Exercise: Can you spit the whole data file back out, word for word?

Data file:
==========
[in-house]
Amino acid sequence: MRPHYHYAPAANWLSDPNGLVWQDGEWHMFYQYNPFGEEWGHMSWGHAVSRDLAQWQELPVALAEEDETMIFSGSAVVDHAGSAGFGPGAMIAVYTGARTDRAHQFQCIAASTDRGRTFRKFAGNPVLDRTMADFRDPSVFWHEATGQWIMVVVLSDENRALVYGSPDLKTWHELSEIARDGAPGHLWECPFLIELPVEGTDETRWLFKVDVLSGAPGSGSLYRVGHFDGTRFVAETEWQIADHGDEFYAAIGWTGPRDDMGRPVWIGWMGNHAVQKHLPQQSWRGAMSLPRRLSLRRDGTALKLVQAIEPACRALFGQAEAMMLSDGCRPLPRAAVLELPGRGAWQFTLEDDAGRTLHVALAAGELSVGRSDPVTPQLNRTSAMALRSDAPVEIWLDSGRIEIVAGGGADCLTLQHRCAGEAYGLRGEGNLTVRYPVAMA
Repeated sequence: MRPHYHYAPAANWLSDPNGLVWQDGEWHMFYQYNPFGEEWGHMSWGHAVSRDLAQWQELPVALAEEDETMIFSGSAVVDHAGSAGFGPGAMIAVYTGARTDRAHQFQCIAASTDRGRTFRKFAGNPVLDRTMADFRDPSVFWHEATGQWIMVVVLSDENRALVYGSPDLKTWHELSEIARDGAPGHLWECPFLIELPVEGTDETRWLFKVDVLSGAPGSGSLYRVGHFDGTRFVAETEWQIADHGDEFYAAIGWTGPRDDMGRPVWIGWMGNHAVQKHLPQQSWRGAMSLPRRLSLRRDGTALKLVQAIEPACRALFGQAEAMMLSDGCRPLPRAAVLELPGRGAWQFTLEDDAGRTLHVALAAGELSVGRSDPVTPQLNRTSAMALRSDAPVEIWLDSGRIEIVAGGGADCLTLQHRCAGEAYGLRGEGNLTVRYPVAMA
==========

[in-house]
Amino acid sequence: MRPHYHYAPAANWLSDPNGLVWQDGEWHMFYQYNPFGEEWGHMSWGHAVSRDLAQWQELPVALAEEDETMIFSGSAVVDHAGSAGFGPGAMIAVYTGARTDRAHQFQCIAASTDRGRTFRKFAGNPVLDRTMADFRDPSVFWHEATGQWIMVVVLSDENRALVYGSPDLKTWHELSEIARDGAPGHLWECPFLIELPVEGTDETRWLFKVDVLSGAPGSGSLYRVGHFDGTRFVAETEWQIADHGDEFYAAIGWTGPRDDMGRPVWIGWMGNHAVQKHLPQQSWRGAMSLPRRLSLRRDGTALKLVQAIEPACRALFGQAEAMMLSDGCRPLPRAAVLELPGRGAWQFTLEDDAGRTLHVALAAGELSVGRSDPVTPQLNRTSAMALRSDAPVEIWLDSGRIEIVAGGGADCLTLQHRCAGEAYGLRGEGNLTVRYPVAMA
Repeated sequence: MRPHYHYAPAANWLSDPNGLVWQDGEWHMFYQYNPFGEEWGHMSWGHAVSRDLAQWQELPVALAEEDETMIFSGSAVVDHAGSAGFGPGAMIAVYTGARTDRAHQFQCIAASTDRGRTFRKFAGNPVLDRTMADFRDPSVFWHEATGQWIMVVVLSDENRALVYGSPDLKTWHELSEIARDGAPGHLWECPFLIELPVEGTDETRWLFKVDVLSGAPGSGSLYRVGHFDGTRFVAETEWQIADHGDEFYAAIGWTGPRDDMGRPVWIGWMGNHAVQKHLPQQSWRGAMSLPRRLSLRRDGTALKLVQAIEPACRALFGQAEAMMLSDGCRPLPRAAVLELPGRGAWQFTLEDDAGRTLHVALAAGELSVGRSDPVTPQLNRTSAMALRSDAPVEIWLDSGRIEIVAGGGADCLTLQHRCAGEAYGLRGEGNLTVRYPVAMA